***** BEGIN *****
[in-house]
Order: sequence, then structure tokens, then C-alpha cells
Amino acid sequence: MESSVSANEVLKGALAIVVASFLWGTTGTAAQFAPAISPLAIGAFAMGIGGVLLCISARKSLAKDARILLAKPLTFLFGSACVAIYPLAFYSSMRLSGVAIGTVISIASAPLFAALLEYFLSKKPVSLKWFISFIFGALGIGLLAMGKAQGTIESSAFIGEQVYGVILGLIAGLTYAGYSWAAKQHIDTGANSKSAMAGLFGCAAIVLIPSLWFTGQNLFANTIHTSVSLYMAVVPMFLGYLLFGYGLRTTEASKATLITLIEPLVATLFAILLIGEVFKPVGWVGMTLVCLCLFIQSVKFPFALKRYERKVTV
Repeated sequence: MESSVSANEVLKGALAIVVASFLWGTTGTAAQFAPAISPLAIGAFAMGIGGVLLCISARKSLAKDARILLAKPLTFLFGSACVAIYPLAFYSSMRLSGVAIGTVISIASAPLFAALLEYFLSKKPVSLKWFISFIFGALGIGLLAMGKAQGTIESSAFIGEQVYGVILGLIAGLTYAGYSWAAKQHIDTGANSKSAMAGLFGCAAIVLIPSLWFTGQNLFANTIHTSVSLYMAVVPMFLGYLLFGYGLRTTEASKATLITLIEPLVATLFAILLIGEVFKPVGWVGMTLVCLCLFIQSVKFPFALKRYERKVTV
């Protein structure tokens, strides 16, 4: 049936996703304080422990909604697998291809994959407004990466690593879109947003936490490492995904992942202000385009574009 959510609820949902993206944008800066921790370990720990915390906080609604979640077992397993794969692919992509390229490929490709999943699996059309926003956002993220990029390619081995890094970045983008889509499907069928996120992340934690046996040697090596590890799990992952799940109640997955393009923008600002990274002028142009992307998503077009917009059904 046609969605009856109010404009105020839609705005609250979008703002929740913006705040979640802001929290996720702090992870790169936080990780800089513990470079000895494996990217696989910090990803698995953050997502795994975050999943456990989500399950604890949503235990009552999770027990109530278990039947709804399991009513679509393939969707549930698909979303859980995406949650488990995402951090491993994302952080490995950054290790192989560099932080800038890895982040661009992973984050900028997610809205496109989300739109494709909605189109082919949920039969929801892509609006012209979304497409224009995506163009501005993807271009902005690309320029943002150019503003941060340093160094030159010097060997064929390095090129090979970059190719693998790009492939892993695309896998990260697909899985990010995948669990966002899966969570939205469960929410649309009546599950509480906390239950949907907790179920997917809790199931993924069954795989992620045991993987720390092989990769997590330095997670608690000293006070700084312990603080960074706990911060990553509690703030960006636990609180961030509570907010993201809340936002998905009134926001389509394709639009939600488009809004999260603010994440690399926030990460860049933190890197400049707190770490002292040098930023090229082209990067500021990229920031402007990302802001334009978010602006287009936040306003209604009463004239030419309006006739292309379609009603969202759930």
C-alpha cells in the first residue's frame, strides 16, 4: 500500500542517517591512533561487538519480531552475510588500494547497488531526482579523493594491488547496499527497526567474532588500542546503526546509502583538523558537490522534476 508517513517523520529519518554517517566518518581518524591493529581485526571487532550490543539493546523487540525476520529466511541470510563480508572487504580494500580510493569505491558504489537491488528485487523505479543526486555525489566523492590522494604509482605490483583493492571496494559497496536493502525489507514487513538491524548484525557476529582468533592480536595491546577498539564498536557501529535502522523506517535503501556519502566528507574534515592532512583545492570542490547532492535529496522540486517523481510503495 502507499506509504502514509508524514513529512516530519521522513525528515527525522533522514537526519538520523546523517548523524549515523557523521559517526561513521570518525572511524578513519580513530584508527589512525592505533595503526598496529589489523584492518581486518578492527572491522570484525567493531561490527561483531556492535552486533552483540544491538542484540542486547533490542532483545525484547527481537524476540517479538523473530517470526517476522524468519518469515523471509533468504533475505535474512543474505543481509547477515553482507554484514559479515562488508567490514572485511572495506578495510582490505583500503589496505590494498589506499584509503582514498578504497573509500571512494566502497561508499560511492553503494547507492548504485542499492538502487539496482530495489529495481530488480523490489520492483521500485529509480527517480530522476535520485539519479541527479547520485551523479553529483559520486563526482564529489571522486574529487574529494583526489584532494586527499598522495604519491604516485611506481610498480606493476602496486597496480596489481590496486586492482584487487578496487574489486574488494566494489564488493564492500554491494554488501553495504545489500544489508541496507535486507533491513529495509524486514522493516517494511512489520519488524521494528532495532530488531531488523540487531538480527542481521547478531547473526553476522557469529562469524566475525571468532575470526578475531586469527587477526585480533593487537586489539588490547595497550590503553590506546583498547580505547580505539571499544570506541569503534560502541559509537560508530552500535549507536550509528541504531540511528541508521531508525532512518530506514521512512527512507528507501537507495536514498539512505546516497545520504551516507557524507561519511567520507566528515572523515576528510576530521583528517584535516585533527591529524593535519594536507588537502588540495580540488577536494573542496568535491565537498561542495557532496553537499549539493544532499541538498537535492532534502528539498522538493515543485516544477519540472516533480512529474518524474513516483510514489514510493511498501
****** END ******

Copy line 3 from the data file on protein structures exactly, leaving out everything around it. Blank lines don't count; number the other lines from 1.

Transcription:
Amino acid sequence: MESSVSANEVLKGALAIVVASFLWGTTGTAAQFAPAISPLAIGAFAMGIGGVLLCISARKSLAKDARILLAKPLTFLFGSACVAIYPLAFYSSMRLSGVAIGTVISIASAPLFAALLEYFLSKKPVSLKWFISFIFGALGIGLLAMGKAQGTIESSAFIGEQVYGVILGLIAGLTYAGYSWAAKQHIDTGANSKSAMAGLFGCAAIVLIPSLWFTGQNLFANTIHTSVSLYMAVVPMFLGYLLFGYGLRTTEASKATLITLIEPLVATLFAILLIGEVFKPVGWVGMTLVCLCLFIQSVKFPFALKRYERKVTV